Pursuant to General Instruction B.2 of Form 8-K, the following exhibit is furnished with this Form 8-K.


Exhibit No. Description
99.1 Investor Presentation.







Pursuant to the requirements of the Securities Exchange Act of 1934, the Registrant has duly caused this report to be signed on its behalf by the undersigned hereunto duly authorized.


Date: June 18, 2018 By /s/ James D. Small III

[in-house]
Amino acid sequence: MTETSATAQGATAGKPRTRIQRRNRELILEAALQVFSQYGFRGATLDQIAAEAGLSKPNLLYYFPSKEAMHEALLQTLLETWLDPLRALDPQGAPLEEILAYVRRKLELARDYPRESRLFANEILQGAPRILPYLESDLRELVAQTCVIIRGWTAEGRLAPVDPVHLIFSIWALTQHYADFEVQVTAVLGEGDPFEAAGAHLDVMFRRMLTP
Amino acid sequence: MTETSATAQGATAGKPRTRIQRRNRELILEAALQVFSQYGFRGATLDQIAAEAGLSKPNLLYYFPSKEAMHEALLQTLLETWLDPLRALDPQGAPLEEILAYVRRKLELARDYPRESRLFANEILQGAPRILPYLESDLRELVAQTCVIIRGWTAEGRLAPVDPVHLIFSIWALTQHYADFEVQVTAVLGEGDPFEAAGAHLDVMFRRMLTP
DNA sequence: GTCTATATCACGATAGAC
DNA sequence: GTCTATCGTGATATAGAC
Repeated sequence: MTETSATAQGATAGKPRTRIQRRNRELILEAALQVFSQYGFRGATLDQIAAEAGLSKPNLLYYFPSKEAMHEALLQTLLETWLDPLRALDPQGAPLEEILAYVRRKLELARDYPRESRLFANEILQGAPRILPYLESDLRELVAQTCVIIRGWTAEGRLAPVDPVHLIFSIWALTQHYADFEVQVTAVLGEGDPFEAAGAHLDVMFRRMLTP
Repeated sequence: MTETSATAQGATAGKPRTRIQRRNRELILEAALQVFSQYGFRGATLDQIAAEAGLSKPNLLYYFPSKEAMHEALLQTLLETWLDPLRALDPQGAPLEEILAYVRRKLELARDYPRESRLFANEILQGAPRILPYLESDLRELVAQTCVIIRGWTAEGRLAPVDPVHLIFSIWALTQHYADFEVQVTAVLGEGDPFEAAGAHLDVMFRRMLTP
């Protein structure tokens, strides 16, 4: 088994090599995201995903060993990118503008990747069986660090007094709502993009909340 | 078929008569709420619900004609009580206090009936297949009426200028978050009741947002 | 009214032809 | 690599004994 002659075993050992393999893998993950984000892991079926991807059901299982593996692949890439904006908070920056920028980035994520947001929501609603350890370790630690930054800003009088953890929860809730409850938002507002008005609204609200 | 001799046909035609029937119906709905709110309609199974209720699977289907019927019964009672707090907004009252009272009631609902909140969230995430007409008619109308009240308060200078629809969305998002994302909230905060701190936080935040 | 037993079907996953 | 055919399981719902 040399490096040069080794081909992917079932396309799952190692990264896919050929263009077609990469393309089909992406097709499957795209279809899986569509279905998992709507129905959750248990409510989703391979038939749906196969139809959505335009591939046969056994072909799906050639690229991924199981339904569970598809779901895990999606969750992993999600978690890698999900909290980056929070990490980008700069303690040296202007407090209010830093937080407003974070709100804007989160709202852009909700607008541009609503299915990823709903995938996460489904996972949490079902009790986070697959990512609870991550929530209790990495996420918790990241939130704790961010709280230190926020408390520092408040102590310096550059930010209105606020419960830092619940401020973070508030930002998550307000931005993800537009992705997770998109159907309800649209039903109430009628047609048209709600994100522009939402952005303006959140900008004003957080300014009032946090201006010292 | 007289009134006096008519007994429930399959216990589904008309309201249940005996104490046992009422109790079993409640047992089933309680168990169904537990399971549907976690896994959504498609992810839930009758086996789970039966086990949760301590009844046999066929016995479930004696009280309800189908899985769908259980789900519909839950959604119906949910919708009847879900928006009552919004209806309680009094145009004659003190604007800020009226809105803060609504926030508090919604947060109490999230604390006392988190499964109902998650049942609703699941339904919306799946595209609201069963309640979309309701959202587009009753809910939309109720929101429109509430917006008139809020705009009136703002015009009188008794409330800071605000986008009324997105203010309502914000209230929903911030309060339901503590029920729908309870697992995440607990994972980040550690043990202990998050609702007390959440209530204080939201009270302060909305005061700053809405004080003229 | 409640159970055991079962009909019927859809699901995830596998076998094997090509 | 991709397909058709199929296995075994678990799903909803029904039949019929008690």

James D. Small III

    Title: Chief Administrative Officer, Senior Vice President, Secretary and General Counsel








Exhibit No. Description
99.1 Investor Presentation.






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Section 2: EX-99.1 (EXHIBIT 99.1)


Exhibit 99.1


International Seaways, Inc. 1 International Seaways, Inc. June 2018